Last Thursday, Dayo Obebe of Columbus, Georgia, entered a plea of guilty to tax evasion in the U.S. District Court for the Middle District of Georgia. Obebe, a dentist practicing in Georgia and Alabama, operated Moon Road Cosmetic and Family Dentistry in Columbus and Brent Dental in Bibb County, Alabama, as noted in SF Gate. Obebe was alleged to have underreported income to his businesses by more than $500,000 from 2004 through 2006, and to have evaded more than $185,000 in payments. Obebe could receive up to five years’ imprisonment and $250,000 in fines, and has entered into an agreement with the IRS to pay approximately $190,000 in restitution.
“If you laid all of our laws end to end, there would be no end.” — Mark Twain
While searches and seizures typically require a warrant under the Fourth Amendment to the Constitution, when a person is arrested, the rule has long been that ”a police officer who makes a lawful arrest may conduct a warrantless search of the arrestee’s person and the area ‘within his immediate control.’” Davis v. U.S., 131 S.Ct. 2419, 2424 (2011) (quoting Chimel v. California, 395 U.S. 752, 89 S.Ct. 2034 (1969)). The purpose of the exception to the Fourth Amendment’s warrant requirement is to prevent the arrestee from obtaining any weapon or destroying evidence within his or her reach.
However, modern technology has enabled the public to carry the equivalent of thousands or millions of documents and other materials on our persons in portable devices including cellphones. As reported in the New York Daily News and elsewhere, on the 17th, the U.S. Supreme Court agreed to hear two cases concerning the issue of whether law enforcement can search an arrestee’s cellphone without a warrant. In the first case, from California, the defendant was convicted for allegedly firing shots at a occupied vehicle in part because of a photograph seized from his cellphone at the time of his arrest which showed the defendant posed in front of a car similar to the one seen at the crime scene. In the second case, from Massachusetts, the defendant’s drug and firearm convictions were reversed by the U.S. Court of Appeals for the First Circuit after the Court of Appeals held that police officers’ search of the defendant’s cellphone without a warrant was unlawful.
In the other case, the federal government is appealing after an appeals court threw out two of three drugs and firearms counts on which Brima Wurie had been convicted by a jury in Massachusetts. The Boston-based 1st U.S. Circuit Court of Appeals said in a May ruling that officers could not search Wurie’s phone without a warrant after the September 2007 arrest for suspected drug dealing. The Supreme Court will hear oral arguments in the two cases, Riley v. California and U.S. v. Wurie, in April and issue rulings in the cases by the end of June.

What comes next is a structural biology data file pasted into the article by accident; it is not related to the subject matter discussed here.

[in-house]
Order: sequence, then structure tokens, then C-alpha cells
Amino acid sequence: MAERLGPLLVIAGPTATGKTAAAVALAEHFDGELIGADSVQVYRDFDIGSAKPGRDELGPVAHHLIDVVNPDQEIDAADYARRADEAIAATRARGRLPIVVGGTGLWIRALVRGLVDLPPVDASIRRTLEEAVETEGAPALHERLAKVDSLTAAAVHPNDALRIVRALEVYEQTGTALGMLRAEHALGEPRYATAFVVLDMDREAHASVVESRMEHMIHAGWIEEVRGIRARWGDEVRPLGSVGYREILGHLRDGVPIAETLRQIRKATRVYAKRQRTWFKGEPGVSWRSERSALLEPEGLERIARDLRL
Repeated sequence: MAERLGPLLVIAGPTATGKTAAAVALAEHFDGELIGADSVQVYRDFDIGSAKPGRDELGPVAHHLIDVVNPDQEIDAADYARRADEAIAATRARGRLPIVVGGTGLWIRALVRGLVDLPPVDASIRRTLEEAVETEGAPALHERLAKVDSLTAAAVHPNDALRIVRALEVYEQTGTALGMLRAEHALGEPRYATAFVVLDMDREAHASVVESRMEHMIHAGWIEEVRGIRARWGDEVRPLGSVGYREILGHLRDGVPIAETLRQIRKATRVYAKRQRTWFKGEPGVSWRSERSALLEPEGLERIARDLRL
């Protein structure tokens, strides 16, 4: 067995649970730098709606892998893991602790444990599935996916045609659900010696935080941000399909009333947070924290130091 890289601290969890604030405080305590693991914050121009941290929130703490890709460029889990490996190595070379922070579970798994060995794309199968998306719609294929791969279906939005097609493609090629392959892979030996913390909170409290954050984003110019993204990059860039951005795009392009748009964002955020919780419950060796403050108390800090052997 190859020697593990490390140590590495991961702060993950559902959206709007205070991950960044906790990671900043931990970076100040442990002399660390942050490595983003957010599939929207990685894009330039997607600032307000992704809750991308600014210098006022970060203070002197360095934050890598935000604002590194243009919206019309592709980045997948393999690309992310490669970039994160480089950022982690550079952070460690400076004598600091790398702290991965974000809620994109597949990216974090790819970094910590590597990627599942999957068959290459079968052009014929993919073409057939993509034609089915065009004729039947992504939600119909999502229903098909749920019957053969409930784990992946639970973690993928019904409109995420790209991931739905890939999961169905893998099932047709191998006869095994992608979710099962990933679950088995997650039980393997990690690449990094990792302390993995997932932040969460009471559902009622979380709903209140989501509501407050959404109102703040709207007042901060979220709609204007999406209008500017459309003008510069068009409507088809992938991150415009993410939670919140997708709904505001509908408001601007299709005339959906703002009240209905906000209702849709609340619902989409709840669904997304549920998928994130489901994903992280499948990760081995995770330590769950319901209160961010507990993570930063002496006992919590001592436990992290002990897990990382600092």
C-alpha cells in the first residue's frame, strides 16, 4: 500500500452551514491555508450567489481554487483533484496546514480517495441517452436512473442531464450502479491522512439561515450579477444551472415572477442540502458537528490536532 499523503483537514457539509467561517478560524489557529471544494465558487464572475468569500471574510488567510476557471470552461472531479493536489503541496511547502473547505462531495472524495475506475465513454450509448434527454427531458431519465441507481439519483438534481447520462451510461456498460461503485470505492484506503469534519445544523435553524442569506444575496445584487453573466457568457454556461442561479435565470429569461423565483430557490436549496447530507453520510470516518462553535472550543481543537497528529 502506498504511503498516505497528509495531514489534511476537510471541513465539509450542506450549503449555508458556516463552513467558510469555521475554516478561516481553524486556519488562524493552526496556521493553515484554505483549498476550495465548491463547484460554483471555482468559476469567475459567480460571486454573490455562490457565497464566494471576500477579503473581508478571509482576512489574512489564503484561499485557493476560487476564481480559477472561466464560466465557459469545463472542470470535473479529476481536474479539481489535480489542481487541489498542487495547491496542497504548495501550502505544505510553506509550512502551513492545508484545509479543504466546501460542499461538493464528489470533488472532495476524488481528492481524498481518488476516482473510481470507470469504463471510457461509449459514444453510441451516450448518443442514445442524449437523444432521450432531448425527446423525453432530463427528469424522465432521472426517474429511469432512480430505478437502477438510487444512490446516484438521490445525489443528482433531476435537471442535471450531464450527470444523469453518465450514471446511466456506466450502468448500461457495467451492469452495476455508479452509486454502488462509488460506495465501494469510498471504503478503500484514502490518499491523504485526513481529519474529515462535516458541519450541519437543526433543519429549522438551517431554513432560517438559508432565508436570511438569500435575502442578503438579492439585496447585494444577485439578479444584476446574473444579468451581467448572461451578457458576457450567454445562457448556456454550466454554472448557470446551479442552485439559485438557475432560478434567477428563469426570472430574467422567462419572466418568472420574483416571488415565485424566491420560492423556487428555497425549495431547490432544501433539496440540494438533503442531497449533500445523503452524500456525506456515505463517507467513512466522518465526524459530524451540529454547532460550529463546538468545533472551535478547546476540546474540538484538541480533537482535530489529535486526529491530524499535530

“Each individual of the society has a right to be protected by it in the enjoyment of his life, liberty, and property, according to standing laws. He is obliged, consequently, to contribute his share to the expense of this protection; and to give his personal service, or an equivalent, when necessary. But no part of the property of any individual can, with justice, be taken from him, or applied to public uses, without his own consent, or that of the representative body of the people. In fine, the people of this commonwealth are not controllable by any other laws than those to which their constitutional representative body have given their consent.” — John Adams
In 2008, DEA agents arrested Russian arms dealer Viktor Bout in Bangkok, Thailand, during a sting operation in which agents posed as buyers for the Revolutionary Armed Forces of Columbia, or FARC. After a delay of two years in extraditing Bout from Thailand, he was transferred to New York where he was charged in the U.S. District Court for the Southern District of New York. As noted in a story in the Moscow Times, in November 2011, Bout was officially convicted for conspiring to kill U.S. citizens and officials, as well as sell surface-to-air missiles and other weapons to the FARC, a foreign terrorist organization. Bout was sentenced to 25 years’ imprisonment. In 2013, the U.S. Court of Appeals for Second Circuit affirmed Bout’s conviction.
Bout’s attorney informed the media at a press conference on Friday that Bout will not appeal his sentence to the U.S. Supreme Court. Bout’s lawyer said that his extradition to Russia is not currently possible.
“Law is the embodiment of the moral sentiment of the people.” - Blackstone